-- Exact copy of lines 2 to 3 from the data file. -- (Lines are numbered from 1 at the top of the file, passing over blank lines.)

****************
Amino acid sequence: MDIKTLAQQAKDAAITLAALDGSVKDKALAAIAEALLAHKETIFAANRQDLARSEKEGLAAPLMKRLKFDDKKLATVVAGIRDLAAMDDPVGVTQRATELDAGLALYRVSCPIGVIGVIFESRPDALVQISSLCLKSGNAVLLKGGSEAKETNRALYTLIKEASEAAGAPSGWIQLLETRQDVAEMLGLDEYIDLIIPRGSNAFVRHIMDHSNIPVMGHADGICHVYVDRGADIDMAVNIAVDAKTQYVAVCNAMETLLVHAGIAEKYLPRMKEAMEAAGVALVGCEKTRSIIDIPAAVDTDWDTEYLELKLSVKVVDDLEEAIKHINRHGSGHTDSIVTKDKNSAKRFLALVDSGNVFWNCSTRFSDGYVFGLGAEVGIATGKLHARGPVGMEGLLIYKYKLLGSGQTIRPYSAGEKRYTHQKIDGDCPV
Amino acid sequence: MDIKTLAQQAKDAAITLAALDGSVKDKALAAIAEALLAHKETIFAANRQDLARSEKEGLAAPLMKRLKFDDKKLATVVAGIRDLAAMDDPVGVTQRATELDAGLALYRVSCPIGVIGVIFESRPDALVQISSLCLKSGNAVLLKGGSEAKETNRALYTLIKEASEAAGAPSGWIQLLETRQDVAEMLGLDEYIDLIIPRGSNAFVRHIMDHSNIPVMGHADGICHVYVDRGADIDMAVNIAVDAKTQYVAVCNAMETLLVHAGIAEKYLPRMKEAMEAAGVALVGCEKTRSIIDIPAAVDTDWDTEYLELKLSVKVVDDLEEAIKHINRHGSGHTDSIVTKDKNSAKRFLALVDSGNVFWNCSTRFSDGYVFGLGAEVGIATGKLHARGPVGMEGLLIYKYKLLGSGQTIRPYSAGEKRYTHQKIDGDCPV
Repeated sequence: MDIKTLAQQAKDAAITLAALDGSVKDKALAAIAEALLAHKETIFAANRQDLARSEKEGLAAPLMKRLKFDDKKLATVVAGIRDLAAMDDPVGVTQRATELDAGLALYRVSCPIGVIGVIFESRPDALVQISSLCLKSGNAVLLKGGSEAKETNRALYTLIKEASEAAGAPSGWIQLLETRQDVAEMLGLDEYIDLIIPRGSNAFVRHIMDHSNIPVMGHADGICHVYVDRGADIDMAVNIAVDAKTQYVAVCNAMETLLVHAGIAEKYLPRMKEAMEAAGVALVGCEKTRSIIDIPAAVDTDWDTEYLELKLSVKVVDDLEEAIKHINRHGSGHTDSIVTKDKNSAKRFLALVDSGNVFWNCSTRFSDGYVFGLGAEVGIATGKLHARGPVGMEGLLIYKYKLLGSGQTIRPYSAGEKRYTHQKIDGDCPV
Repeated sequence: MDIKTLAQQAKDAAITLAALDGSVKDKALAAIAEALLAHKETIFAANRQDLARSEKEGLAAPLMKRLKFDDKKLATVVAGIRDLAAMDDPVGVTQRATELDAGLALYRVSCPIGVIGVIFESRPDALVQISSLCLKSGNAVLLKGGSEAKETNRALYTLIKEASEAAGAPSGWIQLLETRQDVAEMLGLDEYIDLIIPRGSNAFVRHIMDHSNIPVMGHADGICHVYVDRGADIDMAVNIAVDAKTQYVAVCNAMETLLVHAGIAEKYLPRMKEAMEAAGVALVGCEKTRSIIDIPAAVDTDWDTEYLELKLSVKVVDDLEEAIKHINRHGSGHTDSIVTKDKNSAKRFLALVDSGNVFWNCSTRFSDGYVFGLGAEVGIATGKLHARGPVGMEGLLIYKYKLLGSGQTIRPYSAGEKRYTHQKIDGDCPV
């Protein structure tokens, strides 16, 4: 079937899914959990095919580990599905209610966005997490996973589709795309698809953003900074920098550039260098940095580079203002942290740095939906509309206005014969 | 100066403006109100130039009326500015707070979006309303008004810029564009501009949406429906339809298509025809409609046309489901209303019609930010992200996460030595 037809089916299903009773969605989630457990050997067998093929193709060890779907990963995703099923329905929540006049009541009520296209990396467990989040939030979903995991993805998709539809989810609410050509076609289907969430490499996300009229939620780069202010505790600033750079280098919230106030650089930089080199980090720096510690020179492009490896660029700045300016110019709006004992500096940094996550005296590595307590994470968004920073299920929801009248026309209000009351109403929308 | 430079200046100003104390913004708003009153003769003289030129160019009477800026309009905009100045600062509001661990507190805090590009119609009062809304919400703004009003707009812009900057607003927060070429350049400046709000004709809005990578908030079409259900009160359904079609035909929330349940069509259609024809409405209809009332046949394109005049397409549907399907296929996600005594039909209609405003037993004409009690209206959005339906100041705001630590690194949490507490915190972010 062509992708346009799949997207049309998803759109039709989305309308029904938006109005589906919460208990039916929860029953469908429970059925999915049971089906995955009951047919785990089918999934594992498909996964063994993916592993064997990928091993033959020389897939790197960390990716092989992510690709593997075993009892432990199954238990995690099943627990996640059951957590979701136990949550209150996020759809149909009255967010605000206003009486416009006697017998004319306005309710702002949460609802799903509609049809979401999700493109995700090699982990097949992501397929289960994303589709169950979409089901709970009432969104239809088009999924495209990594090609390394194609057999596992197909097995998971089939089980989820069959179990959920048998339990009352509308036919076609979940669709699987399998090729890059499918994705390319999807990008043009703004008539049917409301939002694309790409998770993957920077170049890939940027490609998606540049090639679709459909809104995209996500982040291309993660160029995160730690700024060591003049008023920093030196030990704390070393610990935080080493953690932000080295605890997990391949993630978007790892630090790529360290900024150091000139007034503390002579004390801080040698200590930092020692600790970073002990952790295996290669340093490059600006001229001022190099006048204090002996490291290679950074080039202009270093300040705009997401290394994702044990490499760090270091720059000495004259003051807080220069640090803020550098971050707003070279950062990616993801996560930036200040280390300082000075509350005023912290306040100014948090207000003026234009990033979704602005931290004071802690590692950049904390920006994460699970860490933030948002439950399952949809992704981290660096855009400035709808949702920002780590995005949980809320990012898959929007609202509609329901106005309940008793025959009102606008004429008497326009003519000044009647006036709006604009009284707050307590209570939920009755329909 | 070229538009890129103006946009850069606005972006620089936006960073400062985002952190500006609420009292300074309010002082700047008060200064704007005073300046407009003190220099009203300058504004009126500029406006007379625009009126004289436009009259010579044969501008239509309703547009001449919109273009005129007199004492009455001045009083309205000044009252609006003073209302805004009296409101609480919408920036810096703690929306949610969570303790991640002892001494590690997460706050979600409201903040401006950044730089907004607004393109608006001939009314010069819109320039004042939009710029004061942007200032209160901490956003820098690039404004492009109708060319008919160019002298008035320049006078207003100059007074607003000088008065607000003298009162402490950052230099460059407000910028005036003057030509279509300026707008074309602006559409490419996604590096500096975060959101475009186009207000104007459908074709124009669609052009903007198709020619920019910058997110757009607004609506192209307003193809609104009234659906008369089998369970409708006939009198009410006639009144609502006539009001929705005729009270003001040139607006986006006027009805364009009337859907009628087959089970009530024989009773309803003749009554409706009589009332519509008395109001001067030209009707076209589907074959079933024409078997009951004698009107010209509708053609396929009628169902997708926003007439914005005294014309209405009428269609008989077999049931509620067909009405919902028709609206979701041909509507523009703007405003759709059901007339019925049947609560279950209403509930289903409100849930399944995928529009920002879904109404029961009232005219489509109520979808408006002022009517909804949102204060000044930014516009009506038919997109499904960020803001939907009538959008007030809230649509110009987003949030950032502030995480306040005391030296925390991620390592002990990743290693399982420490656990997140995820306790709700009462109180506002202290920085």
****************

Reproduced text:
Amino acid sequence: MDIKTLAQQAKDAAITLAALDGSVKDKALAAIAEALLAHKETIFAANRQDLARSEKEGLAAPLMKRLKFDDKKLATVVAGIRDLAAMDDPVGVTQRATELDAGLALYRVSCPIGVIGVIFESRPDALVQISSLCLKSGNAVLLKGGSEAKETNRALYTLIKEASEAAGAPSGWIQLLETRQDVAEMLGLDEYIDLIIPRGSNAFVRHIMDHSNIPVMGHADGICHVYVDRGADIDMAVNIAVDAKTQYVAVCNAMETLLVHAGIAEKYLPRMKEAMEAAGVALVGCEKTRSIIDIPAAVDTDWDTEYLELKLSVKVVDDLEEAIKHINRHGSGHTDSIVTKDKNSAKRFLALVDSGNVFWNCSTRFSDGYVFGLGAEVGIATGKLHARGPVGMEGLLIYKYKLLGSGQTIRPYSAGEKRYTHQKIDGDCPV
Repeated sequence: MDIKTLAQQAKDAAITLAALDGSVKDKALAAIAEALLAHKETIFAANRQDLARSEKEGLAAPLMKRLKFDDKKLATVVAGIRDLAAMDDPVGVTQRATELDAGLALYRVSCPIGVIGVIFESRPDALVQISSLCLKSGNAVLLKGGSEAKETNRALYTLIKEASEAAGAPSGWIQLLETRQDVAEMLGLDEYIDLIIPRGSNAFVRHIMDHSNIPVMGHADGICHVYVDRGADIDMAVNIAVDAKTQYVAVCNAMETLLVHAGIAEKYLPRMKEAMEAAGVALVGCEKTRSIIDIPAAVDTDWDTEYLELKLSVKVVDDLEEAIKHINRHGSGHTDSIVTKDKNSAKRFLALVDSGNVFWNCSTRFSDGYVFGLGAEVGIATGKLHARGPVGMEGLLIYKYKLLGSGQTIRPYSAGEKRYTHQKIDGDCPV